With Farmer Able’s newfangled approach, Ryder actually became even more entrenched. In light of the kindness the farmer was showing the animals, Ryder actually ratcheted up his tyranny. He was determined to power through. They “deserved” a swift kick, an extra tug, a yank away from the water trough even when they weren’t done drinking.
The conclusion that infused the herd was simply this: Farmer Able is to blame. One would have to backtrack just a little to understand the cow logic operating here. The herd was already suspicious of Farmer Able’s newfound niceness. They were all just waiting for the other hoof to drop. (A cow, being a quadruped, imagines not just one more hoof could drop, but an additional three. This certainly makes clear the breadth of cow cynicism.)
And drop it did, in the form of Ryder unloading on them. But did these bodacious bovines place the proper blame on Ryder? No. They considered themselves keener than this. They attributed the fault to Farmer Able. They didn’t trust all these changes.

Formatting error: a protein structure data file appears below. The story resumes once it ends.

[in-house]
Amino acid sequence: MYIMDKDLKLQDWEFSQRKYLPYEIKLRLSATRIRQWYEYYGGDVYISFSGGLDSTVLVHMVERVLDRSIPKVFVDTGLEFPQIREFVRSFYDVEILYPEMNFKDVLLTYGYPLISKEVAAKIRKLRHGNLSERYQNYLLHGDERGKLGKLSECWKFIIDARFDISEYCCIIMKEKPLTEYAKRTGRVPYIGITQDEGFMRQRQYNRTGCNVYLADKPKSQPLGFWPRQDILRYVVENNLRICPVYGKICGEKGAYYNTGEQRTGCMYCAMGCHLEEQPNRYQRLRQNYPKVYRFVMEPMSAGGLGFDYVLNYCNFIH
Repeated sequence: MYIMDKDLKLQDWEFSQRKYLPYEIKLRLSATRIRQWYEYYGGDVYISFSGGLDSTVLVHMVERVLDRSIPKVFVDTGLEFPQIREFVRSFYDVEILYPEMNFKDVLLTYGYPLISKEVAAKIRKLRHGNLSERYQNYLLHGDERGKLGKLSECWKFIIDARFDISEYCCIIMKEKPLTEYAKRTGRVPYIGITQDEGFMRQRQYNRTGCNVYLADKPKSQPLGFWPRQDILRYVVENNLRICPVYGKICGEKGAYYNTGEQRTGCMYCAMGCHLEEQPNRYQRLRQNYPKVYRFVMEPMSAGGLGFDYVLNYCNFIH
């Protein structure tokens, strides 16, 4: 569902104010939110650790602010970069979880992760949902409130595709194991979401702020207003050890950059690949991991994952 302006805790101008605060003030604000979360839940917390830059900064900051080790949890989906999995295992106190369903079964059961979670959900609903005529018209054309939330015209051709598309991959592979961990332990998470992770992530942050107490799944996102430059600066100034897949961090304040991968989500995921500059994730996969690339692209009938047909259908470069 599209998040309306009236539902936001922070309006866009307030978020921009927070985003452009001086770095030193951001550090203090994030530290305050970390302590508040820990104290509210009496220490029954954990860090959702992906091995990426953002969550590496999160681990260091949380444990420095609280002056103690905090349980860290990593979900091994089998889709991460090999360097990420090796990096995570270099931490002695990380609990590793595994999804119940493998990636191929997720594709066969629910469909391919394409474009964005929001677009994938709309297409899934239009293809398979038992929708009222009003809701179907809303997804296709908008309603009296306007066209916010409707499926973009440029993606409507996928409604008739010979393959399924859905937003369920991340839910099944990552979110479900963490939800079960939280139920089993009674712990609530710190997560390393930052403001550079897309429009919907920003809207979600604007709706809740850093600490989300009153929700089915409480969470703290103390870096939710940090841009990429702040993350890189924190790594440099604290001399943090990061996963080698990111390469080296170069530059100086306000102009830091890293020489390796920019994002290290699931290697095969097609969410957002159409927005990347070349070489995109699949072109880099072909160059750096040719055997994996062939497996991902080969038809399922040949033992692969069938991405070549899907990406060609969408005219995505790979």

Some of the cows were more certain than ever that having the shed back with its “deep warmth” would be far better. Harry the horse, after getting stung by an especially hard whack from Ryder, cynically concluded that Farmer Able had trimmed his hoofs to get more work out of him. Yes, he could see the true motivation. That kindness was all horse feathers indeed.
The chorus of woe actually grew in spite of Farmer Able’s new approach. Oh, how they longed for “the good old days.”
Art Barter believes everyone can be great, because everyone can serve. To teach about the power of servant leadership, Art started in his own backyard by rebuilding the culture of the manufacturing company he bought, Datron World Communications. Art took Datron’s traditional power-led model and turned it upside down and the result was the international radio manufacturer grew from a $10 million company to a $200 million company in six years. Fueled by his passion for servant leadership, Art created the Servant Leadership Institute (SLI).
To learn more about Art and his new Servant Leadership Journal, as well as his book on servant leadership, Farmer Able: A Fable About Servant Leadership Transforming Organizations And People From The Inside Out, endorsed by Stephen M.R. Covey, Ken Blanchard , and John C. Maxwell , visit www.servantleadershipinstitute.com .